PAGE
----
When it came to prostate cancer risk, men who regularly drank sugary juices or soda were more than three times as likely to develop disease versus men who steered clear of those drinks, the findings showed.

That does not prove sweet drinks directly contribute to prostate cancer, Makarem acknowledged. Still, she said, many studies have implicated the beverages in the risks of obesity and type 2 diabetes—so there are other reasons to cut back.

“Plus,” Makarem said, “it’s an easy change to make in your diet.”

The American Beverage Association took issue with the findings.

“The authors of this study abstract acknowledge their findings do not show that beverages cause any disease,” the group said in a statement. “Moreover, the study was limited to one demographic group that is not reflective of the population of the United States.” (Most study participants were white.)

The beverage association also said that the American Cancer Society cites multiple potential risk factors for breast, prostate and colon cancer, so singling out diet is difficult. The group also said that because the study hasn’t been published in a peer-reviewed journal, “very few study details are available” and it’s therefore tough to draw firm conclusions.

Sugary drinks weren’t the only diet factor that mattered, though, according to the researchers. Prostate cancer risk was also heightened among men whose diets were generally high in “glycemic load”—which, Makarem said, basically means they ate a lot of refined carbs.

The study also implicated “processed lunch foods,” including pizza, deli meats, and burgers. Men who ate those foods four or more times a week were twice as likely to develop prostate cancer, compared to men who had them no more than once a week, the researchers found.

According to McCullough, it’s hard to know whether certain foods, per se, contribute to breast or prostate cancers—or whether, for example, it’s overall calorie intake and weight gain that are the true culprits.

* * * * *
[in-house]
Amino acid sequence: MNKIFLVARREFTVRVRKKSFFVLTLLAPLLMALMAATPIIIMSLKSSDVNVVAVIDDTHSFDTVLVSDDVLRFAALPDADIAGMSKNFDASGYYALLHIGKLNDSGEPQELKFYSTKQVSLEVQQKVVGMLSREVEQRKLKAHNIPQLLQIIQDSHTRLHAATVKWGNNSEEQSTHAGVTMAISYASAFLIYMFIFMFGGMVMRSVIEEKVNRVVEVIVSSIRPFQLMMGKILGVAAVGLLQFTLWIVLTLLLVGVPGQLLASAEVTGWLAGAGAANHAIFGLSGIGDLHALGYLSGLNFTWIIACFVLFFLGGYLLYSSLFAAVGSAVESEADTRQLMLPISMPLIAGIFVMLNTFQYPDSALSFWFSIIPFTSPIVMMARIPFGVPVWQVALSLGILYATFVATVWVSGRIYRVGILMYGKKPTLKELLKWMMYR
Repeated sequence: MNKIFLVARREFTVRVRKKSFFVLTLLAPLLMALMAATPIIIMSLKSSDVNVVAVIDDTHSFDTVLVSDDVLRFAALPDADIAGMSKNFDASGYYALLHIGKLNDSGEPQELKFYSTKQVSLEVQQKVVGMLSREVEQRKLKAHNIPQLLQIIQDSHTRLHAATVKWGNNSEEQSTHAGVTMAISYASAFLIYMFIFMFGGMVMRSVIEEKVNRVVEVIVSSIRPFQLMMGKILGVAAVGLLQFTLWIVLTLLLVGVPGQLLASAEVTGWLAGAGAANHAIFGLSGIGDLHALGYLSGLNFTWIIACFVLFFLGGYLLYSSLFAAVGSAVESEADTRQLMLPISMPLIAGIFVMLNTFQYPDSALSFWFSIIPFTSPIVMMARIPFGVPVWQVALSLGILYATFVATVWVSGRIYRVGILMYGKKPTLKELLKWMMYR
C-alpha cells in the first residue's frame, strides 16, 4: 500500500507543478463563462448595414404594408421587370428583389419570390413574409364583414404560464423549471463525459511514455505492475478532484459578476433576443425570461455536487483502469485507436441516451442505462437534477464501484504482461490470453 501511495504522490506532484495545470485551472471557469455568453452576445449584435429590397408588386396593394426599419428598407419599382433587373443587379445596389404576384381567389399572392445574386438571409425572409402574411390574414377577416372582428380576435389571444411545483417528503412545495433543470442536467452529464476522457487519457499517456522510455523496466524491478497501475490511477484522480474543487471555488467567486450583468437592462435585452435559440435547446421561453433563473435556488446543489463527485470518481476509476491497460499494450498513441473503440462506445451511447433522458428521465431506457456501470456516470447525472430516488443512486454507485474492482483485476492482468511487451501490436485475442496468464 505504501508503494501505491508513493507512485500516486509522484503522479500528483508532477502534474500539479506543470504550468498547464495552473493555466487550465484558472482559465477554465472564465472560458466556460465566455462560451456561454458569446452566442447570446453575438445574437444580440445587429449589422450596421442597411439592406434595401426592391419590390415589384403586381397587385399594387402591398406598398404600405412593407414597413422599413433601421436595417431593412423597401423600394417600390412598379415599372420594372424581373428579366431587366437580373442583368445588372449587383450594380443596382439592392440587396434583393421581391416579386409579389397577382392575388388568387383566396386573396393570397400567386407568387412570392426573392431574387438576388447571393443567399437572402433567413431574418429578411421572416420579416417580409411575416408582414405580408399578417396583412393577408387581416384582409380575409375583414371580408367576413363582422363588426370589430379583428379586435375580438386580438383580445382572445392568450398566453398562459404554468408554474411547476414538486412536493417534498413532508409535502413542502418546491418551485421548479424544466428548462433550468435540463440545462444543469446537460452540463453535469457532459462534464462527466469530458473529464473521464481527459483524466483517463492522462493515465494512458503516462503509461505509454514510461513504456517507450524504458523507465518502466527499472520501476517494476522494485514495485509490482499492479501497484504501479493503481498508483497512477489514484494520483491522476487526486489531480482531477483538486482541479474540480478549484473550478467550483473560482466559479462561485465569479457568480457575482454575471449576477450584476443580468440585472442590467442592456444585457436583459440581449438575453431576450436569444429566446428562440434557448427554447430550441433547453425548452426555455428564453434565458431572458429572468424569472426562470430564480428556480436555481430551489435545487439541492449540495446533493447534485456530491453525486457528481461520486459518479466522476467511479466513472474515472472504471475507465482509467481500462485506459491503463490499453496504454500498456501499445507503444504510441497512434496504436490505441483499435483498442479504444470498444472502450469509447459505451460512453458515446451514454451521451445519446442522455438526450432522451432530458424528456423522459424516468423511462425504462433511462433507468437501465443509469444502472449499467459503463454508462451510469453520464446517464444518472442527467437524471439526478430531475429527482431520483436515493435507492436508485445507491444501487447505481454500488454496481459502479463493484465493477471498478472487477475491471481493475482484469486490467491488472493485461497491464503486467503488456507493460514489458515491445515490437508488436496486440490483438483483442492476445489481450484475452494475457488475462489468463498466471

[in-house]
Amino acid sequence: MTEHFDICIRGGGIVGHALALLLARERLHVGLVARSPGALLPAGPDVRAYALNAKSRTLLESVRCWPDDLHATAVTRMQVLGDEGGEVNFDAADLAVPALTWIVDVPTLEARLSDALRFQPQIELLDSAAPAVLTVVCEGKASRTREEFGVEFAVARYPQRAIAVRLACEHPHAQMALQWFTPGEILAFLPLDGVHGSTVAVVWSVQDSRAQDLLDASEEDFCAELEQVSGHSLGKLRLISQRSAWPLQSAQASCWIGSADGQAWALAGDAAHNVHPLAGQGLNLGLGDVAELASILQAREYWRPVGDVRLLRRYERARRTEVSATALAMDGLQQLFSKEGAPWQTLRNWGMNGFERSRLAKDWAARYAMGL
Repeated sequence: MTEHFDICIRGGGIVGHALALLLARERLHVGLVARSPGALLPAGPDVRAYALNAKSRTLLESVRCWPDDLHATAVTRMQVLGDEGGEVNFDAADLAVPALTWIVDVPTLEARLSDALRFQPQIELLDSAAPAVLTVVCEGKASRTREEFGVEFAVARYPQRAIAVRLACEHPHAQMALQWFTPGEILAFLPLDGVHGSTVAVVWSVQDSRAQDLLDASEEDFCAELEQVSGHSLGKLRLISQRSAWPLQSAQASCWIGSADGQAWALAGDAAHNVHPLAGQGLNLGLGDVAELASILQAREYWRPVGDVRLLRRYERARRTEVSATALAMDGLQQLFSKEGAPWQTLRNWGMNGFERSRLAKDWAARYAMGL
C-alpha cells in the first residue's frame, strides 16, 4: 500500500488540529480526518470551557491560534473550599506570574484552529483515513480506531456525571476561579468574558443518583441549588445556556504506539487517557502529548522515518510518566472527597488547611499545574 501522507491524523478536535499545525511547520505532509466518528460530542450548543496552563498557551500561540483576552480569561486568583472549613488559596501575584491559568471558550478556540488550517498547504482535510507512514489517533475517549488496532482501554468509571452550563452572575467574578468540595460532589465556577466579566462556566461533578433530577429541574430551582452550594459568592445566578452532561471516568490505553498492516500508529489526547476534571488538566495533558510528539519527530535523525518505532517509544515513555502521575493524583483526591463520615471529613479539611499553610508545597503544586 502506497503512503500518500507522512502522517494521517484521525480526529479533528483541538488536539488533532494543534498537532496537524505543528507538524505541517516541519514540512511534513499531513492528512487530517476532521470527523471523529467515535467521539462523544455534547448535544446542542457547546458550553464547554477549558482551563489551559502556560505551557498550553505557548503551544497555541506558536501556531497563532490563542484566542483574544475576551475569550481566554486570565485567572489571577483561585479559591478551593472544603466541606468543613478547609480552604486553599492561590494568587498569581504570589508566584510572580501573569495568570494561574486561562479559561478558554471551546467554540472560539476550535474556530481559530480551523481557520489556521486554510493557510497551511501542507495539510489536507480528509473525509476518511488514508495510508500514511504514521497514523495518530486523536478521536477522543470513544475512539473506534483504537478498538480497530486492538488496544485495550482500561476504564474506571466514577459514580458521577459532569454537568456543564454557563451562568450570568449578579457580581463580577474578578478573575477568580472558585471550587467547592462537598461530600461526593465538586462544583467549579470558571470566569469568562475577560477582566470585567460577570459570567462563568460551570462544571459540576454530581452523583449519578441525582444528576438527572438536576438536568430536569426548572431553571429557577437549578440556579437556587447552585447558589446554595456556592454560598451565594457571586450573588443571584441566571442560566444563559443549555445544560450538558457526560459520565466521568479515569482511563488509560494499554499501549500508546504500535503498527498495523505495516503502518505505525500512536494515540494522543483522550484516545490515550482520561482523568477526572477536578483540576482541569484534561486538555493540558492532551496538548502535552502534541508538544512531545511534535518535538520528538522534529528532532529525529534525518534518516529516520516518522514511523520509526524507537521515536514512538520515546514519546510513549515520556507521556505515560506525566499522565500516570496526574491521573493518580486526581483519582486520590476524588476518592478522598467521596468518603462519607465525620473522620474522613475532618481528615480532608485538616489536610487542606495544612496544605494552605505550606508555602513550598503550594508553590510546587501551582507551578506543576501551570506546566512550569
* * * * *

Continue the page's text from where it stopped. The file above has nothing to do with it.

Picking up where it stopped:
But the bottom line, Makarem said, is that whole, “high-quality” foods are a generally healthier choice than processed ones.

More information

The American Cancer Society has more on diet and cancer risk.


Also check out healthywithjodi.com

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13 Things You Need to Know About the Zika Virus

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The place to come for fitness, weight loss, supplement, and just awesome health info.

Thanks for visiting. Enjoy

By Dennis Thompson
HealthDay Reporter

What is Zika?

Zika is a virus first discovered in 1947 and named after the Zika forest in Uganda. The first human cases of Zika were detected in 1952, but until last year there had been only isolated outbreaks occurring mainly in tropical locales.

How is it transmitted?

Zika is spread primarily through the bite of an infected Aedes aegypti or Aedes albopictus mosquito. Mosquitoes become infected by drinking the blood of a person infected with Zika, and then spread the disease to other people.

A man infected with Zika can transmit the virus through sexual intercourse. Also, people can be infected if they are given a blood transfusion tainted with Zika.

Who faces the greatest health risk from Zika?

Four out of five people infected with Zika do not develop any symptoms. Those who do most often suffer from mild symptoms that include fever, rash, joint pain, or red eyes.

The true risk of Zika is to a developing fetus. The U.S. Centers for Disease Control and Prevention has confirmed that Zika can cause terrible birth defects if a pregnant woman is infected with the virus.

What kind of birth defects does Zika cause?

Microcephaly is the most common birth defect caused by Zika, and it involves abnormally small development of the head and brain. Zika also causes other brain-related birth defects, and can result in miscarriage, according to the CDC.

What are the chances Zika exposure during pregnancy will cause microcephaly?

Not every fetus exposed to Zika develops a birth defect. Women infected with Zika have given birth to apparently healthy babies, although health experts can’t guarantee that these babies won’t develop problems later in life. No one knows what the odds are that a birth defect will occur. This is one of the CDC’s ongoing areas of research.

What can a woman who’s pregnant or trying to get pregnant do to protect herself?

Women of child-bearing age who live in an active Zika region should protect themselves from mosquito bites by wearing long-sleeved shirts and long pants, using mosquito repellent when outside, and staying indoors as much as possible.

Women should use condoms or refrain from sex with a male partner if they are living in an active Zika area. They also should follow these precautions for at least 8 weeks if the man has traveled to an active Zika area, or for at least 6 months if the man has been diagnosed with Zika.

What can be done if a pregnant woman is infected with Zika?

There is no cure or vaccine for Zika. Pregnant women infected with Zika will be monitored by doctors, who will closely track fetal development.

Will a Zika infection threaten all future pregnancies?